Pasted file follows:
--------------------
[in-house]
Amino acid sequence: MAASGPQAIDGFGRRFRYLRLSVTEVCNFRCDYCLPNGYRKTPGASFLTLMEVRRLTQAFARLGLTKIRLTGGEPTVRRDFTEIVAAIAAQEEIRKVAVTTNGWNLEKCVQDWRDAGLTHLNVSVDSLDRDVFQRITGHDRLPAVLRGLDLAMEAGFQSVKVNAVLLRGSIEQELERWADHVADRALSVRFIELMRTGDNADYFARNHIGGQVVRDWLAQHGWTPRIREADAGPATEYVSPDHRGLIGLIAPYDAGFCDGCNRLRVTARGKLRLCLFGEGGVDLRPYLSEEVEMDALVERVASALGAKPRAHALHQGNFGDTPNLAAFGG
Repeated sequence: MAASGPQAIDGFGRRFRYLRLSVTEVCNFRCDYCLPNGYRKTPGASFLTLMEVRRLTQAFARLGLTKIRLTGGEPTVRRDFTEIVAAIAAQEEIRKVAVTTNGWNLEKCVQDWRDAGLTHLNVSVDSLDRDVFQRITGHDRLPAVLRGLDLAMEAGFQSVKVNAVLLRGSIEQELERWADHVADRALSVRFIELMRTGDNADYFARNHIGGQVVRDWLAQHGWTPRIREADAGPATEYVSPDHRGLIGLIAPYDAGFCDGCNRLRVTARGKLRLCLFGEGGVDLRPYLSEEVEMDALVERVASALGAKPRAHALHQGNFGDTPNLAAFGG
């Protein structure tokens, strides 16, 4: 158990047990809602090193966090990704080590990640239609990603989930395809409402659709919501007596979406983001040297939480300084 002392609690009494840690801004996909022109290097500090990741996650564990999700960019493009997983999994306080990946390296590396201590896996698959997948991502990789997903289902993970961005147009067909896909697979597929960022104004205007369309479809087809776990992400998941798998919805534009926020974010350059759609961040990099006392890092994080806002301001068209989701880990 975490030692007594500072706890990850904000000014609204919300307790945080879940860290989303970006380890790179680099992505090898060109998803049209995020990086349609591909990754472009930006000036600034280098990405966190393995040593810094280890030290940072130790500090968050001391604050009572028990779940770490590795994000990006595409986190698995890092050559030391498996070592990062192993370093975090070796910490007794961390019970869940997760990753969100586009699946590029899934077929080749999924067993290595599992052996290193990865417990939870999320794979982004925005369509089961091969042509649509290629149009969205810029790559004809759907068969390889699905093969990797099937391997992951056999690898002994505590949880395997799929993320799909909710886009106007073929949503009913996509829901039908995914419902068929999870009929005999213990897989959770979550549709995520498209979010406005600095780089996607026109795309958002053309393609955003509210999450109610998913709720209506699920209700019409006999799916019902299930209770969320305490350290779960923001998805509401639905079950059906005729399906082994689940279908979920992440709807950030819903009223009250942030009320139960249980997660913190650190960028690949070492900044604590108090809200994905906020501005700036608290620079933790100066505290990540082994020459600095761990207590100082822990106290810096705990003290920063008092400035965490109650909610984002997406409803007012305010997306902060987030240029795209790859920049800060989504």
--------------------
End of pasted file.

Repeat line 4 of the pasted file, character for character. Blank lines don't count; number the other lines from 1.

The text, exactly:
């Protein structure tokens, strides 16, 4: 158990047990809602090193966090990704080590990640239609990603989930395809409402659709919501007596979406983001040297939480300084 002392609690009494840690801004996909022109290097500090990741996650564990999700960019493009997983999994306080990946390296590396201590896996698959997948991502990789997903289902993970961005147009067909896909697979597929960022104004205007369309479809087809776990992400998941798998919805534009926020974010350059759609961040990099006392890092994080806002301001068209989701880990 975490030692007594500072706890990850904000000014609204919300307790945080879940860290989303970006380890790179680099992505090898060109998803049209995020990086349609591909990754472009930006000036600034280098990405966190393995040593810094280890030290940072130790500090968050001391604050009572028990779940770490590795994000990006595409986190698995890092050559030391498996070592990062192993370093975090070796910490007794961390019970869940997760990753969100586009699946590029899934077929080749999924067993290595599992052996290193990865417990939870999320794979982004925005369509089961091969042509649509290629149009969205810029790559004809759907068969390889699905093969990797099937391997992951056999690898002994505590949880395997799929993320799909909710886009106007073929949503009913996509829901039908995914419902068929999870009929005999213990897989959770979550549709995520498209979010406005600095780089996607026109795309958002053309393609955003509210999450109610998913709720209506699920209700019409006999799916019902299930209770969320305490350290779960923001998805509401639905079950059906005729399906082994689940279908979920992440709807950030819903009223009250942030009320139960249980997660913190650190960028690949070492900044604590108090809200994905906020501005700036608290620079933790100066505290990540082994020459600095761990207590100082822990106290810096705990003290920063008092400035965490109650909610984002997406409803007012305010997306902060987030240029795209790859920049800060989504």